On the evening of January 10, a full moon will coincide with a lunar eclipse, meaning it will appear slightly darker than usual

    If you’re a fan of skygazing, make sure you book the evening of January 10 off in your diary.

    That night, a Full Wolf Moon is set to appear in our skies, alongside a penumbral lunar eclipse.

    A full moon takes place when the moon is located on the opposite side of the Earth as the sun, meaning its face is fully illuminated.

    Meanwhile, a penumbral lunar eclipse occurs when then moon passes through the Earth’s partial shadow.

    Combined, these two events mean that while the moon will be full in the sky, it will be slightly darker than usual.

    A penumbral lunar eclipse occurred at night on September 16, 2016 in Pekanbaru, Indonesia

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    EarthSky explained: “This is the first of 2020’s six eclipses (two solar and four lunar). All four lunar eclipses in 2020 are hard-to-see penumbral eclipses.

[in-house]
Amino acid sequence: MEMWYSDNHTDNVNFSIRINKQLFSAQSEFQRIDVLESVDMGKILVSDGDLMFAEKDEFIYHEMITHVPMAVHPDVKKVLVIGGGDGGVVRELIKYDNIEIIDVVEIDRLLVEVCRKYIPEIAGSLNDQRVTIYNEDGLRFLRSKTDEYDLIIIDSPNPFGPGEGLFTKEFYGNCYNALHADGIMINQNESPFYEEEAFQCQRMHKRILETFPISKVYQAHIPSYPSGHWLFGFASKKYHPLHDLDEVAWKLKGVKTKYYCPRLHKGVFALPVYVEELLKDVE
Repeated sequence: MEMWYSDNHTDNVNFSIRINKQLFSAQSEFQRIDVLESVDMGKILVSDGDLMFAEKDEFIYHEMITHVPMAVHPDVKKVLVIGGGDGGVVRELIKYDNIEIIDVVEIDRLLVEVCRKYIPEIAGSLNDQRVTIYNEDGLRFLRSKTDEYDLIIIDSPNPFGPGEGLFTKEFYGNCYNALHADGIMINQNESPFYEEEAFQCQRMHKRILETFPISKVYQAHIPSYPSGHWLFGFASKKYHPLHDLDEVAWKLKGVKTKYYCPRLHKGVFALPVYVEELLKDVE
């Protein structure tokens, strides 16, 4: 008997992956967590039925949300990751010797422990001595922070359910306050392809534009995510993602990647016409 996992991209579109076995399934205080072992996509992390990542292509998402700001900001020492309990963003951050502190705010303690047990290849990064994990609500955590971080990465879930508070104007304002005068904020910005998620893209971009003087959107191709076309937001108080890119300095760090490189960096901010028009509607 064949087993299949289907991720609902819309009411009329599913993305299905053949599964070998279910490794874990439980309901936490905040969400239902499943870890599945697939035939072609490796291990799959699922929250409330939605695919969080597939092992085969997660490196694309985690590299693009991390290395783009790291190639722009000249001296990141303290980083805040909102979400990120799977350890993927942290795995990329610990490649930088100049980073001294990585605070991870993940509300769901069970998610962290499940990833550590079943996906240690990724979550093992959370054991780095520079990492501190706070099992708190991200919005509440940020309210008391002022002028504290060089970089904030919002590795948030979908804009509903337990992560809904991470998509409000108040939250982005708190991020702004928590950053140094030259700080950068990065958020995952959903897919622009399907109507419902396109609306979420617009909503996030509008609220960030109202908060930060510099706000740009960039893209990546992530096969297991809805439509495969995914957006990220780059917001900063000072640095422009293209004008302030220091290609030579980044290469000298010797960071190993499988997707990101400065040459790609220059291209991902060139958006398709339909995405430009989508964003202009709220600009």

“During all of these eclipses, the moon will miss Earth’s dark umbral shadow and travel instead through Earth’s outer faint penumbra.”

    In early Native American tribes, this particular full moon was known as the Full Wolf Moon because this was the time of year when hungry wolf packs howled outside their camps.

    You may also hear this full moon referred to as the Old Moon and the Moon After Yule.

    If you miss the event, thankfully there’s not too long to wait to see another Full Moon.

    On February 9, the Full Snow Moon will coincide with a supermoon, meaning the fully illuminated moon will appear even larger in the night sky!

    Sourse: www.mirror.co.uk

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